Raine has been struggling since my grandmother passed away. There have been some good days but mostly she’s been very off. The herbal medication that’s been working wonders for nearly a year is no longer making any difference. Most of the time, Raine is edgy and filled with anxiety.
When I ask how I can help, her answer is, “Can you change death? That’s all that can help me now.” Loss has marked her life in a variety of ways. Losing her great-grandmother is likely opening old wounds.
To cope, Raine and Athena play “funeral”. Athena pretends to be dead. Raine races around the house “trying to get to the funeral on time!” No doubt this has to do with the concern about being late for my grandmother’s funeral. As we were about to leave, the dog we’re watching escaped from the backyard. Piling the kids and the babysitter into the car, we drove around to find him. Then I brought them all to my parents’ house where the babysitter was to watch my kids and my nephew. Arriving slightly later than I’d hoped, my brother-in-law was no where near ready. So we waited. With whispered speculations, I wondered if we’d make it on time.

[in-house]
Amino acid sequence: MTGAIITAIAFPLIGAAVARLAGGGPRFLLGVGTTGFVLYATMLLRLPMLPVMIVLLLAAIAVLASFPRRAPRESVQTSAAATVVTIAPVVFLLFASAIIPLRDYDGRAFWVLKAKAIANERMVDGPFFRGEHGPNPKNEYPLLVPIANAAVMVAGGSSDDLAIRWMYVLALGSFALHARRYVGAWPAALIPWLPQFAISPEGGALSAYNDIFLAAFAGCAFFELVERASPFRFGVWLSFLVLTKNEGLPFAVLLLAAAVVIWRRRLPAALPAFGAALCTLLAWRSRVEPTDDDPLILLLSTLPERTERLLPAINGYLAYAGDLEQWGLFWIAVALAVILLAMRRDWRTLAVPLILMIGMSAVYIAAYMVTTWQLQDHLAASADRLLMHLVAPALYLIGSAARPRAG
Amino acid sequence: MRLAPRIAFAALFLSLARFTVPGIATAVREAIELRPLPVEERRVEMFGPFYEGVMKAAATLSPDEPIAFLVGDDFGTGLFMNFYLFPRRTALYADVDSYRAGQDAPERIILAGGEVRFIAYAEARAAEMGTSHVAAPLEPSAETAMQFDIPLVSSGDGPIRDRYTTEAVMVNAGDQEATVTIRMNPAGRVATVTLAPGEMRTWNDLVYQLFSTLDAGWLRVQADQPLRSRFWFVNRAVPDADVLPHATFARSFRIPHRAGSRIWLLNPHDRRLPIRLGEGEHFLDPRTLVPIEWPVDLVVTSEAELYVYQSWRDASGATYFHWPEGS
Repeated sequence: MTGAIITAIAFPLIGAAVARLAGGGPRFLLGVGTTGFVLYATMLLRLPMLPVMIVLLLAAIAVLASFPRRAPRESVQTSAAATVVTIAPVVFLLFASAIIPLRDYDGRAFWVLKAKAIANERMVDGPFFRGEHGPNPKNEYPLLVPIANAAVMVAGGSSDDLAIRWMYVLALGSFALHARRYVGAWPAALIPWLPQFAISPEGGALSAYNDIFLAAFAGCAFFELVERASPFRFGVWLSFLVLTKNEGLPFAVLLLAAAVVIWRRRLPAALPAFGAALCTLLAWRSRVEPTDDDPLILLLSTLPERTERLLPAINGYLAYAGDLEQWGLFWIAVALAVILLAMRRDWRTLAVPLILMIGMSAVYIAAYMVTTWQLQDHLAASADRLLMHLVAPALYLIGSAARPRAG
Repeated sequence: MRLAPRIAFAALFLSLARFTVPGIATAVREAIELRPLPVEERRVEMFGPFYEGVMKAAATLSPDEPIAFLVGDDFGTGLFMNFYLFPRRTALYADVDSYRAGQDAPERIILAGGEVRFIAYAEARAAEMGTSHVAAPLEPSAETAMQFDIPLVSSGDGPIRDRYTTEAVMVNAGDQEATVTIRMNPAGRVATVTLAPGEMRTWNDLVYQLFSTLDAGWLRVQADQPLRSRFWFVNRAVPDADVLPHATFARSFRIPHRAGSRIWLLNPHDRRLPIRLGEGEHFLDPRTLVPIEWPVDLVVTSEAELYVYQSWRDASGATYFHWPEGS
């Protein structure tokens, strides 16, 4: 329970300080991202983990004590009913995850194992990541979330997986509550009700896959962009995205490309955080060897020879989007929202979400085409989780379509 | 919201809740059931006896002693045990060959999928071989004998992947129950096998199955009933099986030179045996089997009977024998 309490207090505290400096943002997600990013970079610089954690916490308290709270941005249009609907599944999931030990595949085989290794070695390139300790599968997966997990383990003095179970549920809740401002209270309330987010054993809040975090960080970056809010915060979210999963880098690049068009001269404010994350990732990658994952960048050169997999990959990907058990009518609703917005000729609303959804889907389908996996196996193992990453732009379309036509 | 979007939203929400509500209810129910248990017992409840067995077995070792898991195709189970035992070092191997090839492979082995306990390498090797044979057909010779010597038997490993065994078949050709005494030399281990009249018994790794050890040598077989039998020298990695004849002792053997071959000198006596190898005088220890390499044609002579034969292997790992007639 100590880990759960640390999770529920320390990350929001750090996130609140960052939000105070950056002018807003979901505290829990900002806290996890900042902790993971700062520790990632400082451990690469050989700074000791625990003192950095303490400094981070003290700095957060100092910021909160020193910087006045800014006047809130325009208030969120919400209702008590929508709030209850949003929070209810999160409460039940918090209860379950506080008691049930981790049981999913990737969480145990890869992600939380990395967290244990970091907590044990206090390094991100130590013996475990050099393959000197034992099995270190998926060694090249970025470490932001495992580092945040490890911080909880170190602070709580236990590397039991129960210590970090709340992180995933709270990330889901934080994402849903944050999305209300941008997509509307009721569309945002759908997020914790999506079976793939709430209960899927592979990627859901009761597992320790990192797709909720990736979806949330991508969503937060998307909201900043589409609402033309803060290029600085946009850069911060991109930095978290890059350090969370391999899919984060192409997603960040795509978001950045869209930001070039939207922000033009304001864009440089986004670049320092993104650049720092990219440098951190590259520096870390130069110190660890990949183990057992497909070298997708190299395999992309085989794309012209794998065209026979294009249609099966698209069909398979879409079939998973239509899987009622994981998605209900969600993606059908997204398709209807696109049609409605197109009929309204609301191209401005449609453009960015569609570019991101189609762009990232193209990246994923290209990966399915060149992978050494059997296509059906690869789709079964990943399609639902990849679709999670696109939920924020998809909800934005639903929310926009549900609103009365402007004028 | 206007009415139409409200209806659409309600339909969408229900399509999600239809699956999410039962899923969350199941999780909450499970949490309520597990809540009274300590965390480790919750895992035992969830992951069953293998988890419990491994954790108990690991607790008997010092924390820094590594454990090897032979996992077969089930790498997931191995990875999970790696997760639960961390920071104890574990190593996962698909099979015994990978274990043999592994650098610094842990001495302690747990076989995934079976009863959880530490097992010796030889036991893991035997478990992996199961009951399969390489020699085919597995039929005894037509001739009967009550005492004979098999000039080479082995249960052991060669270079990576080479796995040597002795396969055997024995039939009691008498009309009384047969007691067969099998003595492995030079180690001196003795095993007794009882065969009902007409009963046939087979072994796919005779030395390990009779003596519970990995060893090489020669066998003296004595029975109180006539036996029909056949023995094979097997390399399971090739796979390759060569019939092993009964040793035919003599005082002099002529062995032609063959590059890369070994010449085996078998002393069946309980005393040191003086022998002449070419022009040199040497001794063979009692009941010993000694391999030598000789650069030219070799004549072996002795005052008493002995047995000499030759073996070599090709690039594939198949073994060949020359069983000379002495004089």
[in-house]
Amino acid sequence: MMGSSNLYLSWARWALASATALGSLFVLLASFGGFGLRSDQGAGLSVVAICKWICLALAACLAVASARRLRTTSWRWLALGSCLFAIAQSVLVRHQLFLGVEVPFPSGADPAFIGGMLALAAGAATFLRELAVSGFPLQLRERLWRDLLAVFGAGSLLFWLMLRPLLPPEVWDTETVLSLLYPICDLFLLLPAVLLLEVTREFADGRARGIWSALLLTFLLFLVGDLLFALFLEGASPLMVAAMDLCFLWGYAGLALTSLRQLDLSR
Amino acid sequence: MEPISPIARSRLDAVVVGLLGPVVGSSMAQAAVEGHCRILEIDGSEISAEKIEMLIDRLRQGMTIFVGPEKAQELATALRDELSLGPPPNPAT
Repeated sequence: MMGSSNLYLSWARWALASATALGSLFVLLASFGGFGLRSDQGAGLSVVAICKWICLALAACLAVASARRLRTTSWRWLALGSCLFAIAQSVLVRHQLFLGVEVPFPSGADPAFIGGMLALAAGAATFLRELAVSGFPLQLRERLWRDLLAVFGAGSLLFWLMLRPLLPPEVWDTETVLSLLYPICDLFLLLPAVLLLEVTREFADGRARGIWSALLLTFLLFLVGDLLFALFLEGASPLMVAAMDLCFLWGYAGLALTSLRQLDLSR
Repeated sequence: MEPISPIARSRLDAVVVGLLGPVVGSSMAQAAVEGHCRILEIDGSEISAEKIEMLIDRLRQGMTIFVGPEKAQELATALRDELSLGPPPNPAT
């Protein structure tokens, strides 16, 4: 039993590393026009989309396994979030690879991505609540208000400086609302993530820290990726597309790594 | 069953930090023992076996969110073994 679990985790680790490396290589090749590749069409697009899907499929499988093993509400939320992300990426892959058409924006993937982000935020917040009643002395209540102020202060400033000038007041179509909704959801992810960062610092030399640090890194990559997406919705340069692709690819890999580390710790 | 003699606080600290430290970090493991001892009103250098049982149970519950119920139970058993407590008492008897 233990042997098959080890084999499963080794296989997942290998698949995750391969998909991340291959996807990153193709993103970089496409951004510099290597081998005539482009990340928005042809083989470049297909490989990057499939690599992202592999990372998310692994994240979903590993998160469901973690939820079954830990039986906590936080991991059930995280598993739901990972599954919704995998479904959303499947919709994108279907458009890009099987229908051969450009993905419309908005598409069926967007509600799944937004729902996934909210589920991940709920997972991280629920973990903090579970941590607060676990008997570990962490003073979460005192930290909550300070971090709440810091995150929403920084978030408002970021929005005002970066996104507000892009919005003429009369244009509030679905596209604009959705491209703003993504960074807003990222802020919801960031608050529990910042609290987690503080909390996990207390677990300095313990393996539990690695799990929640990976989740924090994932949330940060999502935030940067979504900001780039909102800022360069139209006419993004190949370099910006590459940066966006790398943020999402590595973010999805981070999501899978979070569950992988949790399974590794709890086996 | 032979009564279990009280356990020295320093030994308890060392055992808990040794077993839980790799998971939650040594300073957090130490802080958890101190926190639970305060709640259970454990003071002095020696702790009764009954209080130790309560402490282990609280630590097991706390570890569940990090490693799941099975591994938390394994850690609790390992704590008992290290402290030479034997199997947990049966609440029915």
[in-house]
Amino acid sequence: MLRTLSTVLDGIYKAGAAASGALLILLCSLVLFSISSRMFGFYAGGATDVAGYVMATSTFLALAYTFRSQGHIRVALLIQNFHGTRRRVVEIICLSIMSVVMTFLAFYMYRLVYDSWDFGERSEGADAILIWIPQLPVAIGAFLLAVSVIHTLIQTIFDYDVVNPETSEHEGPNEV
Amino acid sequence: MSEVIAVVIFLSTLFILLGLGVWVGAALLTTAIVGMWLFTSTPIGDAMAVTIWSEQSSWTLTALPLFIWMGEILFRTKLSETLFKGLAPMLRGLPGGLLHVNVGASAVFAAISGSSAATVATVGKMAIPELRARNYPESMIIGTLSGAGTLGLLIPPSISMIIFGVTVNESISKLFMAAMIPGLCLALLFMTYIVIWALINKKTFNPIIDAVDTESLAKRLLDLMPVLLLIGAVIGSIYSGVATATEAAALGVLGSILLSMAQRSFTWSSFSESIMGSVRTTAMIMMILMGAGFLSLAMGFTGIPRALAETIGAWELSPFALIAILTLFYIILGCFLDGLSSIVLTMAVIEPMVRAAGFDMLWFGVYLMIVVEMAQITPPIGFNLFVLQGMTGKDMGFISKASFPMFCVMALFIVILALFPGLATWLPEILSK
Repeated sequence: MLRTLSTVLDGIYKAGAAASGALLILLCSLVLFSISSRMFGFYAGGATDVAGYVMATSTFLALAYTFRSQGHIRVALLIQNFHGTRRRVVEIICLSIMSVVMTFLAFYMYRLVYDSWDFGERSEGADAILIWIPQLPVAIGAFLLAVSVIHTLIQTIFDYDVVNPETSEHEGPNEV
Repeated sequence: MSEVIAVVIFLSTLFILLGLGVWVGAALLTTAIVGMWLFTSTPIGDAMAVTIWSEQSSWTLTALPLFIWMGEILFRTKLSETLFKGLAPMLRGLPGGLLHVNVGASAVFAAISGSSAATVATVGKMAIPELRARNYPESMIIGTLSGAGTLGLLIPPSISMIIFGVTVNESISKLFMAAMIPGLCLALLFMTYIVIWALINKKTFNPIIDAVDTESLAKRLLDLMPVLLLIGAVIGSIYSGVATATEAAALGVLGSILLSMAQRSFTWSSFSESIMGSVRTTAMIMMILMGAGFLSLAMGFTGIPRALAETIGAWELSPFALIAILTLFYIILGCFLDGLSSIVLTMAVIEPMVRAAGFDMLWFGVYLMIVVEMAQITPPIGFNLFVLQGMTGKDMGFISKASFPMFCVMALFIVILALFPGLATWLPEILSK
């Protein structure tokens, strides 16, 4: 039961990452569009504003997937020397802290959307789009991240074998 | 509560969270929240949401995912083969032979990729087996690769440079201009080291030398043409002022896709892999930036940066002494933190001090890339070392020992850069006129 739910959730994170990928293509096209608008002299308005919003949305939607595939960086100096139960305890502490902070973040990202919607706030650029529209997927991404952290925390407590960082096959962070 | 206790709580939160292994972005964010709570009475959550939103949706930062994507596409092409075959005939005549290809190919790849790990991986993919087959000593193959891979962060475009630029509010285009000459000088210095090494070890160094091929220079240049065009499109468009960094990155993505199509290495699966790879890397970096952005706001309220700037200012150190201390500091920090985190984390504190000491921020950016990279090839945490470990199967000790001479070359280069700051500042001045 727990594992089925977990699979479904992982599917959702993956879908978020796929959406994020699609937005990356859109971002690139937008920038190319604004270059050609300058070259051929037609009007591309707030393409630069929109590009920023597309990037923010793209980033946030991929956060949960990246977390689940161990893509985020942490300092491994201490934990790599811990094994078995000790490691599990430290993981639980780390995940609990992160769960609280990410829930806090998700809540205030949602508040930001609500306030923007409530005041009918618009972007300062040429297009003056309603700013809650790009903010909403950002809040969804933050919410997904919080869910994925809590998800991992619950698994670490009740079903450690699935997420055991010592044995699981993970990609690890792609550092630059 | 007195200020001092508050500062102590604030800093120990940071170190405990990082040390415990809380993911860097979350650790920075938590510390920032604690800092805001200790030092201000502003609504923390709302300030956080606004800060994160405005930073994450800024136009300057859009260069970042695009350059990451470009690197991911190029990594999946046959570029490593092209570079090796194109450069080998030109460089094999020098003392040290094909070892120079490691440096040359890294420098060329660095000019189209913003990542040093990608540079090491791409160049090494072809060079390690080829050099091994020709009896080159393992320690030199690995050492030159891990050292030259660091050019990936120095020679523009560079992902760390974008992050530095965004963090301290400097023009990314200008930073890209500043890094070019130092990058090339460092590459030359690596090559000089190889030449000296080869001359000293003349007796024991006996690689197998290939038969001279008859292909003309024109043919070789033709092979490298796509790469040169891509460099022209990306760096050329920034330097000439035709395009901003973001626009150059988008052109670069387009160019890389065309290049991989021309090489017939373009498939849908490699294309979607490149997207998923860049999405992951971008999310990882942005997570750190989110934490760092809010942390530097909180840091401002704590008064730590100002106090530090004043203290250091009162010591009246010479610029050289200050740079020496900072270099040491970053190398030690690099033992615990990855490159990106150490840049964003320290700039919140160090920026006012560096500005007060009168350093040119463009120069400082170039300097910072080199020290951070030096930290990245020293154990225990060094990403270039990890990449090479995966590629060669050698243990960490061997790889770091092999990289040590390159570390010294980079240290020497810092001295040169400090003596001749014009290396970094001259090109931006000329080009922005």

In the children’s game, there are several versions. In one, Raine makes it on time and is unsure how to mourn the loss of her sister. Another involves Raine being so late she misses the funeral and Athena is already buried – under a blanket or the dinning room table. In the third version, “Jesus makes Athena come alive again.” Then there is much rejoicing and no need for a funeral.
Hoping to ease Raine’s grief, we visited my grandmother’s grave last Friday. I brought daisies from our garden for the girls to put there. We parked by the funeral home, then walked across the bridge and over to the cemetery. That way Raine would have the full picture of the funeral and graveside procession.
I don’t know if it helped. But we did it.
Mostly, I’ve been telling her how brave she is. “You love even though your heart’s been hurt. That makes you especially brave.” It is remarkably brave for Raine to open her heart to so many when she’s lost so much in her short life (birth parents, other birth siblings, the home she knew, the country she was born in, friends of mine who have moved on with life, Sabrina* and Megan* – foster children who were with us for a very long time – and the list goes on).
Still Raine greets everyone with confident exuberance. She’s sure she’ll be loved and is ready to do the same. Even in the midst of grief, Raine is choosing to love.